On Monday 17 September 2018 Daphne Berkovi took a group of U3A ”students” to the Houses of Parliament where she had arranged for Dr Mari Takayanagi to take us on a guided tour of the Vote100 Exhibition of Women’s Place in in Parliament.
Dr Takayanagi, who had co-curated this exhibition along with Melanie Unwin, explained it celebrates the 100 year anniversary since some women and all men were first entitled to vote in Britain. The exhibition, accompanied by fascinating photographs and documents and explanatory texts was divided into four sections.
The first area, The Ventilator, covered the period 1818–1834, when women were not only forbidden to vote but also not allowed to enter the public galleries to watch the proceedings. Well born ladies, usually relatives or friends of the sitting MPs, found an attic space above the chandeliers in the chamber where they could stick their necks through ventilation holes to hear and get a bird’s eye view of politics in action. Drawings from this period by Lady Georgiana Chatterton and Frances Rickman show this octagonal structure and a partial mock-up allows visitors to participate in the experience.
From 1850 the Ventilator was replaced by The Cage. The “new” Palace of Westminster included a purpose-built Ladies’ Gallery so until 1918 women were permitted to peer over the balcony in this enclosed cell-like structure and watch debates through the heavy metal grilles covering the windows. The grilles were constructed to ensure the male MPs below were not distracted by the sight of the ladies above. Meanwhile, as illustrated in Harry Furniss’ sketches and the reconstructed Cage, this area was hot, stuffy and had a poor view of the proceedings. Nevertheless women demonstrated increasing interest in politics, using their network of family and friends to gather 1500 signatures from across Britain to the first mass women’s suffrage petition in 1866, a major achievement in pre-internet days. John Stuart Mill MP (step-father to the feminist campaigner Helen Taylor) who presented this petition to the House said “to say the least (this) greatly weakened the chief practical argument which we have been accustomed to hear against any proposal to admit women to the electoral franchises — namely, that few, if any, women desire it”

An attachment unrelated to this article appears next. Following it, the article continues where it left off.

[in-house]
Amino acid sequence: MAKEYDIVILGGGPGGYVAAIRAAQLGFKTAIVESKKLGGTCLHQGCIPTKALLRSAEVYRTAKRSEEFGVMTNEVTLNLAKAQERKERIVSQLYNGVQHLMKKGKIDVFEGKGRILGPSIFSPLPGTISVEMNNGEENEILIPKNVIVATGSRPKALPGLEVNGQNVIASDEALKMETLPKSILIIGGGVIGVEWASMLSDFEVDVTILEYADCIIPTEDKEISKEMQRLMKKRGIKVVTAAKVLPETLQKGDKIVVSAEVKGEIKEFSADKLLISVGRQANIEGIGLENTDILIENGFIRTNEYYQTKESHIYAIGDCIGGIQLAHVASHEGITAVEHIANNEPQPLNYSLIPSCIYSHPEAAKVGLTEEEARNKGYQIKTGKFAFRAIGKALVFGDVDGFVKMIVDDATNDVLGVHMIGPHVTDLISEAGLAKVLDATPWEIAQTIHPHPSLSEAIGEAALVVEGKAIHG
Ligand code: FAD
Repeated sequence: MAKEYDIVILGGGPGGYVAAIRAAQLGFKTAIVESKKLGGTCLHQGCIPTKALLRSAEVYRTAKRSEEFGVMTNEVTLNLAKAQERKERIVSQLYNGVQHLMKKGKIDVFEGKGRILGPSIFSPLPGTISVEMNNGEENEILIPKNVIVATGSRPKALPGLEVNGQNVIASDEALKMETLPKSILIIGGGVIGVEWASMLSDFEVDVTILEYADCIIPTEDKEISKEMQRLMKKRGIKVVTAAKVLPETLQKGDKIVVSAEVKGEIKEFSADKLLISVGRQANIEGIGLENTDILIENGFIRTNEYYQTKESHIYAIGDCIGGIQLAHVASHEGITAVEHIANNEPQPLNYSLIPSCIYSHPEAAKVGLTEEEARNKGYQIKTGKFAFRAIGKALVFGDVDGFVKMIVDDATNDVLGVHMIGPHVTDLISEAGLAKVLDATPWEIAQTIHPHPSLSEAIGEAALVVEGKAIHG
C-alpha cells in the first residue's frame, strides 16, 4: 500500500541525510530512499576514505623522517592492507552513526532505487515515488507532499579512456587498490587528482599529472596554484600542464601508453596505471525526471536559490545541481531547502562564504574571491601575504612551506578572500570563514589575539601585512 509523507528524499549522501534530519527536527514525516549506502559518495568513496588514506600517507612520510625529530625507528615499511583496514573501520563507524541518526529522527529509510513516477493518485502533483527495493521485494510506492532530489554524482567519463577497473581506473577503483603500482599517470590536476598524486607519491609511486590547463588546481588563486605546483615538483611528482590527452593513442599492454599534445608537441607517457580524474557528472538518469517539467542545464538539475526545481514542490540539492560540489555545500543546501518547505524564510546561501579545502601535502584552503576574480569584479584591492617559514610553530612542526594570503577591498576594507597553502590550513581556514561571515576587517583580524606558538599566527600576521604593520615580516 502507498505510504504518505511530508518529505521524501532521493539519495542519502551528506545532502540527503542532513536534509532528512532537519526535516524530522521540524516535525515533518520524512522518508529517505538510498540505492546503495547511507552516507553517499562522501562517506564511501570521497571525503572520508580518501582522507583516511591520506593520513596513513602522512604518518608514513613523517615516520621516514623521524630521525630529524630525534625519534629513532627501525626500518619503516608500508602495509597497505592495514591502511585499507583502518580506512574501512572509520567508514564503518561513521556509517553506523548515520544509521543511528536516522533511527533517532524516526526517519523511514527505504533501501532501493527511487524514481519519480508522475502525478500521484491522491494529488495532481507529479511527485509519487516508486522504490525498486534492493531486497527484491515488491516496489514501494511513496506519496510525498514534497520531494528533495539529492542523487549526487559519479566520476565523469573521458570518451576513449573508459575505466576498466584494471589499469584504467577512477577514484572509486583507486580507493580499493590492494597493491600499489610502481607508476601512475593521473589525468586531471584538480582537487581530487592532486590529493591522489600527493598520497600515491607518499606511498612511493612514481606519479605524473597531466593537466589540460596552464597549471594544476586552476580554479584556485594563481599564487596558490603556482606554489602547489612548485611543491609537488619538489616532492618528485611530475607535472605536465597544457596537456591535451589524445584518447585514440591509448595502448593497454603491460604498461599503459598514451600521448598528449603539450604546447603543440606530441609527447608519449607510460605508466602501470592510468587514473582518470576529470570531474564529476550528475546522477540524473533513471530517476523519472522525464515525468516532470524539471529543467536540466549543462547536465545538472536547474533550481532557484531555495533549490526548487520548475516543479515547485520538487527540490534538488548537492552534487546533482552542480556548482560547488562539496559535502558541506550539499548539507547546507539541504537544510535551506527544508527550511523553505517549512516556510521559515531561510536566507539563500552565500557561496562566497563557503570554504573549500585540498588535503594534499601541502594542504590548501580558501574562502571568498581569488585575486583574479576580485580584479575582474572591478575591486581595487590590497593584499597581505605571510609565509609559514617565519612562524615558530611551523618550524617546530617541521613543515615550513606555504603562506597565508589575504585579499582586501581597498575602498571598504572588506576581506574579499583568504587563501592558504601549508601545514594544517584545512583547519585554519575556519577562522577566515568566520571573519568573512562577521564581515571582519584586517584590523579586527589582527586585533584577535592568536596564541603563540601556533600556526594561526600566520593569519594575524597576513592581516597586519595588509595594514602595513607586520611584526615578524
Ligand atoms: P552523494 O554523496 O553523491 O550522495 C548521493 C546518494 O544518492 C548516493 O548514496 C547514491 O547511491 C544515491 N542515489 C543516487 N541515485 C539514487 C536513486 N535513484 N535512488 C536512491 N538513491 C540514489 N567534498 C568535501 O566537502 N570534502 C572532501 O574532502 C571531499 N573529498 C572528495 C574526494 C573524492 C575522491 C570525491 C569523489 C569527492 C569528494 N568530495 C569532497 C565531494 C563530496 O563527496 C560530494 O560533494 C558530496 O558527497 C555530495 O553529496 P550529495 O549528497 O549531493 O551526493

Displays of Millicent Fawcett and the Suffragists versus Emmeleine Pankhurst and the Suffragettes explained the different campaigns. The exhibition also included the growing number of men to support women’s enfranchisement, such as George Lansbury MP and Israel Zangwill. Personally I had not realised the sacrifices made by some of the “Suffragettes in trousers”, like Frederick Pethick Lawrence who — together with his wife Emmeline — was imprisoned and forcibly fed. Coverage of the anti-suffrage movements, who strongly believed political activism de-feminised women who should not seek equality but instead concentrate on their different responsibility of caring, being maternal and undertaking practical domesticity.
The first woman MP, Constance Markievicz was elected in 1918 but, as an Irish Republican, refused to take her Westminster seat. The first woman MP to sit in House of Commons was Nancy Astor who was allowed access to the new Ladies Members’ Room. Amongst other items on display was her plain black outfit, similar to a man’s suit, which she designed especially because she wanted people to judge on what she said, rather than on what she wore. Viscountess Astor was joined in this room by other pioneering women from all parties, as this was the only place they were allowed to use, whatever their political connections, it soon became cramped and was nicknamed The Tomb. Sitting in the reconstructed room demonstrated to us the insufficient facilities, even chairs!
In showing how far we have reached, the Wall of Names listing all 419 women MPs chronologically shows most were elected since 1997, to the current level of 25% representation. Also noteworthy, despite women like Viscountess Rhondda campaigning in 1918 for women to be allowed to sit in the House of Lords, it was only in 1958 that women were accepted, and then only appointed as Life Peers, and only in 1963 Peerages Act were both men and women allowed equality as hereditary peers.
Dr Takayanagi was brilliant, explaining the context as well recounting many background stories — such as Emily Wilding Davison who hid in a broom cupboard so she could record the House of Commons and how Tony Benn installed a plaque on the cupboard door; how they found the original bolt clippers used to release the bolt and chain when women secured themselves to the Cage grilles; the petition being hidden in an apple cart and many other fascinating tales. An interesting and informative day — much enjoyed by us all.